1 Samuel 1:1-26; 2:1-10 (Hannah)
For many of us, the experience of a hurting heart can be quite palpable, even after periods of tremendous growth and healing. Whether it be the shackles of pain that form in broken relationships or the worry that lingers in the midst of long seasons of waiting, the harsh reality of life circumstances may forever be etched in our memory. In time, we may say we’re healed…that we’ve let go… forgiven, only to find ourselves experiencing remnants of heartbreak at both unpredictable and inconvenient times. For only a split second, we may find our hearts conflicted again – transported back to the place where our wounds were first fresh and overwhelming. There, we’re faced with the truth that to some degree, we’re still living in “pain’s middle;” in that place where emotions hold us captive between what is and what we hope will be. Pain, in those moments, works to keep us stuck — wanting, waiting, and wishing. In that space, too, pain has the potential to birth a new season in us – one that allows our hearts to shift through surrender, sanctification, and supplication.
Now, maybe it’s my proclivity for positivity and perseverance that draws my heart to Hannah and her refusal to remain in “pain’s middle?” Maybe it’s her boldness to move, yet remain still in the midst of the tremendous agony of unanswered prayer? Perhaps it’s her respect for her husband’s second wife that makes me stand in utter amazement? Or maybe, just maybe, on the simplest level, it’s her decision to choose faith in spite of circumstances strong enough to bring any modern-day Superwoman to her knees? Hannah seems so pure, so good, so honorable. So complex and strong. She’s a thinker. A worshipper. An accepter of incidences. I wonder, how did she manage the pain and conflict inside her? How did she move through “pain’s middle” riding the waves of conflict threatening to engulf her while managing her own heart’s desires and those the Lord willed for her?
On many fronts, Hannah seemed stuck in conflict. Scripture shows us her relationships marred by tension, even the one she had with the Lord. Personally, she was barren. Her husband didn’t feel like he was enough for her in that barrenness, and his other wife (fertile beyond measure) could conceive and conceive many children. “How unfair!” Hannah must have thought? Even the priest at the temple quarreled with her, assuming that her moment of greatest distress was instead a moment of profound drunkenness. Peninnah. Elkanah. Eli. They all had their moments with this suffering woman – moments that demonstrated their jealousy, insecurity, and judgement. These were matters, not of Hannah’s doing, but matters that, nonetheless, bled into their space with her. Oh my – how their issues must have compounded the existing tensions of her heart! How did Hannah choose to be above it all? How were her words and actions seasoned with salt, and not sass? Humility, and not haughtiness? Truth, and not terror?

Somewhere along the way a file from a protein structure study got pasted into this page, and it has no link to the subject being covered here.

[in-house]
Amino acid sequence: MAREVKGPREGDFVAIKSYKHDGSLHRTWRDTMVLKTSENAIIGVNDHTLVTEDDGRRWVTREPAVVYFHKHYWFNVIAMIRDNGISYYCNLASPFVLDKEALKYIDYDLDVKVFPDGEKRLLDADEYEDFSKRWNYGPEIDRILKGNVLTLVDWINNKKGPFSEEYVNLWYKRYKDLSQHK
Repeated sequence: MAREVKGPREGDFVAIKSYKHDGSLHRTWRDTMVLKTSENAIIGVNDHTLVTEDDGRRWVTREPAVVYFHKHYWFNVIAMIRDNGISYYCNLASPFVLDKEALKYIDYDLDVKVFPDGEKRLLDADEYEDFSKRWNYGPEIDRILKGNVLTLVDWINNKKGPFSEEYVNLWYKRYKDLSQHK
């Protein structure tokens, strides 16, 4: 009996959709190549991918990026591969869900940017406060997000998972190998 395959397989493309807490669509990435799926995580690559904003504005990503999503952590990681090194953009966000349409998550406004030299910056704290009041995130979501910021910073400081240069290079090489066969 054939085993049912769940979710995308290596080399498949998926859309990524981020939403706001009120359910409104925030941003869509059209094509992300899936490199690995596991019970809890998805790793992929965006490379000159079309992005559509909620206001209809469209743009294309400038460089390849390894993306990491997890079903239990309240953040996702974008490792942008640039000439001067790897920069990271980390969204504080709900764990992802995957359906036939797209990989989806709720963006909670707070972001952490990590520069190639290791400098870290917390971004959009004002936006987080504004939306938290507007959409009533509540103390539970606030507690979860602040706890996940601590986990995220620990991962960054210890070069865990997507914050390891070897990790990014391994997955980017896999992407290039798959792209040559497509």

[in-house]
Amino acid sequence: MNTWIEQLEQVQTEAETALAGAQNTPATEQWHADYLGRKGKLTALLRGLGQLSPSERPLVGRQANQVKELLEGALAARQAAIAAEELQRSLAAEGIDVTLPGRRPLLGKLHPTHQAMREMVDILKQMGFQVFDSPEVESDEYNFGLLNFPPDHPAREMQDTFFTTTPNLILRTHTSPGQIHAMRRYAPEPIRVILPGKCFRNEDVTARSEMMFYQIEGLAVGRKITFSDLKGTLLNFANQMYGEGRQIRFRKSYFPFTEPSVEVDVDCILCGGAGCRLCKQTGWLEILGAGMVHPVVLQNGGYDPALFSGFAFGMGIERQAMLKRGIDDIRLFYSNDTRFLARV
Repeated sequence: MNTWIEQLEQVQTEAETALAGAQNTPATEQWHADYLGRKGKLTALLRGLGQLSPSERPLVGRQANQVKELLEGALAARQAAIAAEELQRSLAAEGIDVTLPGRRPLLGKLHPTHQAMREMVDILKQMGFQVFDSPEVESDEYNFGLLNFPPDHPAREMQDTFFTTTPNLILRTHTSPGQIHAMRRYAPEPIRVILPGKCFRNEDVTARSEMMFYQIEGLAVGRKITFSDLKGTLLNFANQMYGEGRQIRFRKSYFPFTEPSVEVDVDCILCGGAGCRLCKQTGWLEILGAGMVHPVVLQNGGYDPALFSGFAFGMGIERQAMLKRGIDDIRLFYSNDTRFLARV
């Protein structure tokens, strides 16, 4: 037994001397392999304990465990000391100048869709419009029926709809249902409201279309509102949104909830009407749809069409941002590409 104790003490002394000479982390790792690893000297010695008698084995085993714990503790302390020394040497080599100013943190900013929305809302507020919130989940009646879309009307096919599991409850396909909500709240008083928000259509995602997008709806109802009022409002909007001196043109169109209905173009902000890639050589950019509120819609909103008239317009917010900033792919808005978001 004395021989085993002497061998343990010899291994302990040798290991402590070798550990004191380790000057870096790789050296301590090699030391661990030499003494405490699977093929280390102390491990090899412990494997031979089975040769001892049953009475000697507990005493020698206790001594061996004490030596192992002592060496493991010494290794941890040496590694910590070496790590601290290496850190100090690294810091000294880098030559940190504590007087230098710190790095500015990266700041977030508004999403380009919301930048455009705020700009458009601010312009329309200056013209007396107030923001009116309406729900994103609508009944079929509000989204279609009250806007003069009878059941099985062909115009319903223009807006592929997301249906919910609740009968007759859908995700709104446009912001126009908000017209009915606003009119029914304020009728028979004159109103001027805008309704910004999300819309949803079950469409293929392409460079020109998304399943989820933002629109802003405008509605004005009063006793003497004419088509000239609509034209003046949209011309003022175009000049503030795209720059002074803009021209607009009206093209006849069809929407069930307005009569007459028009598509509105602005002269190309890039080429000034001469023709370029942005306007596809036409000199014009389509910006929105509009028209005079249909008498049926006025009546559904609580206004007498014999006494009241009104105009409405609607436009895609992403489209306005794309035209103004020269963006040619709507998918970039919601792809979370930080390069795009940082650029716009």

Scripture shows us that Hannah prayed. And she prayed. And she prayed. With supplication and surrender, Hannah prayed. She gave voice to the questions that arose in her heart, weeping. She demonstrated bravery, vulnerability… boldness in asking God for what she desired. And she worshiped. Hannah poured out her heart to the only God she believed in… each day, each month, each year. She trusted Him and allowed others to support her in the form of prayer and care. She chose to stay moving in life while she waited for the Lord to act in her circumstances. Hannah chose to live well. She acted in the way we all long to act in the presence of a God who knows our circumstances – in the presence of a God for whom nothing is too hard and for whose grace is as easy as His burden is light.
And in that living well, the Lord remembered Hannah, eventually giving her the child she so desperately wanted – the child she would so graciously offer back to Him. In this, we see Hannah’s heart truly poured out… positioned towards the Lord in praise. We see a woman who chose to proceed in life with a thankful heart that proclaimed the goodness of God before and upon her answered prayers. We see a woman who allowed God to be her strength – her rope of faith strong enough to withstand the tension of pain’s pull. God was the rope strong enough to withstand the breaking “Pain’s Middle” would have caused had Hannah done it alone.
We, too, like Hannah, can choose God. We can choose to move beyond “pain’s middle,” surrendering in relationship to the Almighty One. We can acknowledge our feelings while not allowing them to hold us captive, and we can choose to praise the Lord, instead of pitying ourselves and our undesirable circumstances. In short, we have more power than we may think or be able to see; for it’s God’s power within us that gives us our strength.
Friend, seek that power and hold onto it tightly. Allow God to transform your conflicted cries of desperation into heartfelt cries of devotion. Then, maybe then, we all will experience a new season – far away from the grips of “pain’s middle.”
More “Sister Stories” to be added over time.